Fed to Disclose Bank Crisis Borrowing

NEW YORK ( TheStreet) -- The Federal Reserve will release data on bank borrowing during the financial crisis of 2008, after the Supreme Court rejected an appeal by the banking industry aimed at preventing the disclosures, Bloomberg News reported Monday.

Bloomberg sued the Federal Reserve to get it to release the data, and a Fed spokesman said the U.S. central bank will comply with the decision and release the records within the next five days.

It will be the first time a court has forced the central bank to disclose borrowing at its discount window, according to the report.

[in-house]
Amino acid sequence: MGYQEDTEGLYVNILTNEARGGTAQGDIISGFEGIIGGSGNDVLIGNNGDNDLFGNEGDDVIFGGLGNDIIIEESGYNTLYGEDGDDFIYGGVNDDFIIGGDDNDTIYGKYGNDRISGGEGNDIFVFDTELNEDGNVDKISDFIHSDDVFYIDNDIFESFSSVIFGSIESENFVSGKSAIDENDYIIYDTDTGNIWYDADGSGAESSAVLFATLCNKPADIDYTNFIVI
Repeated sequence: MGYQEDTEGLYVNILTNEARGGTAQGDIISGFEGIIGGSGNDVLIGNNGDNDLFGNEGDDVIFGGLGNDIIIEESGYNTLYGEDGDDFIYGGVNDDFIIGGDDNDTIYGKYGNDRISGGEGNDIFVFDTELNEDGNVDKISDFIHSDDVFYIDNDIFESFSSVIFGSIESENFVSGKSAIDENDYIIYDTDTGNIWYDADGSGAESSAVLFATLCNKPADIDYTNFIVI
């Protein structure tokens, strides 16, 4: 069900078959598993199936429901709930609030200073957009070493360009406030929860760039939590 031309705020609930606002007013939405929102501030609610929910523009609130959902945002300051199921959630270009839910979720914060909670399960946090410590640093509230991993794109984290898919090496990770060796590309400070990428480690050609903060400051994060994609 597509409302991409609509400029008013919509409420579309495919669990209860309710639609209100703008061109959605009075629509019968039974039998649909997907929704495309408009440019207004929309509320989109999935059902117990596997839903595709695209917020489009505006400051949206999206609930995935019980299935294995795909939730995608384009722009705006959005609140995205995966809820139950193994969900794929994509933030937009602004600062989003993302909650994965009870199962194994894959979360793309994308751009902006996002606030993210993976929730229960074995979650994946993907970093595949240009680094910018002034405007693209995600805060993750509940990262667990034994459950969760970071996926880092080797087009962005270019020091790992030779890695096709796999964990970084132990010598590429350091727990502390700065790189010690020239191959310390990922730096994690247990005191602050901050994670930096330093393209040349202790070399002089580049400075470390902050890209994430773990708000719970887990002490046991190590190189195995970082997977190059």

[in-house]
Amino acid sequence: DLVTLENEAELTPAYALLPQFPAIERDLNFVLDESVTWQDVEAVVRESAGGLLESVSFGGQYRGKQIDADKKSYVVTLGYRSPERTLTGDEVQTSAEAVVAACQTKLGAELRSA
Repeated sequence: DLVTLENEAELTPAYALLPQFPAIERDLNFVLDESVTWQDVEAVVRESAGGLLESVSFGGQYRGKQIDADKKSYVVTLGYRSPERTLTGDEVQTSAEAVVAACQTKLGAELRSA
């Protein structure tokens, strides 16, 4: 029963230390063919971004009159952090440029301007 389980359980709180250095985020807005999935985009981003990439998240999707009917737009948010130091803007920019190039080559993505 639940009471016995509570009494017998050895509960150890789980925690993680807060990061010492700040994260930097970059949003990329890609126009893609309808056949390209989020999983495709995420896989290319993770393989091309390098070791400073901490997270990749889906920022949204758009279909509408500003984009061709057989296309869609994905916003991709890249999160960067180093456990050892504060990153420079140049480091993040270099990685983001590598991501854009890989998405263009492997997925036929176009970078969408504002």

The Clearing House Association, which represents U.S. banking subsidiaries of Bank of America ( BAC), Bank of New York Mellon ( BK), Citigroup ( C), Deutsche Bank ( DB), HSBC ( HBC), JPMorgan Chase ( JPM), U.S. Bancorp ( USB) and Wells Fargo ( WFC) had argued such disclosures would make banks less likely to borrow at the discount window in the future for fear disclosure of those actions would attach a stigma to the institution, the report stated.

After two lower courts ruled the Fed would have to disclose the borrowing information, the banking group appealed to the Supreme Court. However, according to the Bloomberg report, the Obama Administration urged the Supreme Court not to hear the appeal because new rules under the Dodd Frank financial reform legislation passed last year will change the rules on Fed disclosure of bank borrowing.

-- Written by Dan Freed in New York.

Disclosure: TheStreet's editorial policy prohibits staff editors, reporters and analysts from holding positions in any individual stocks.

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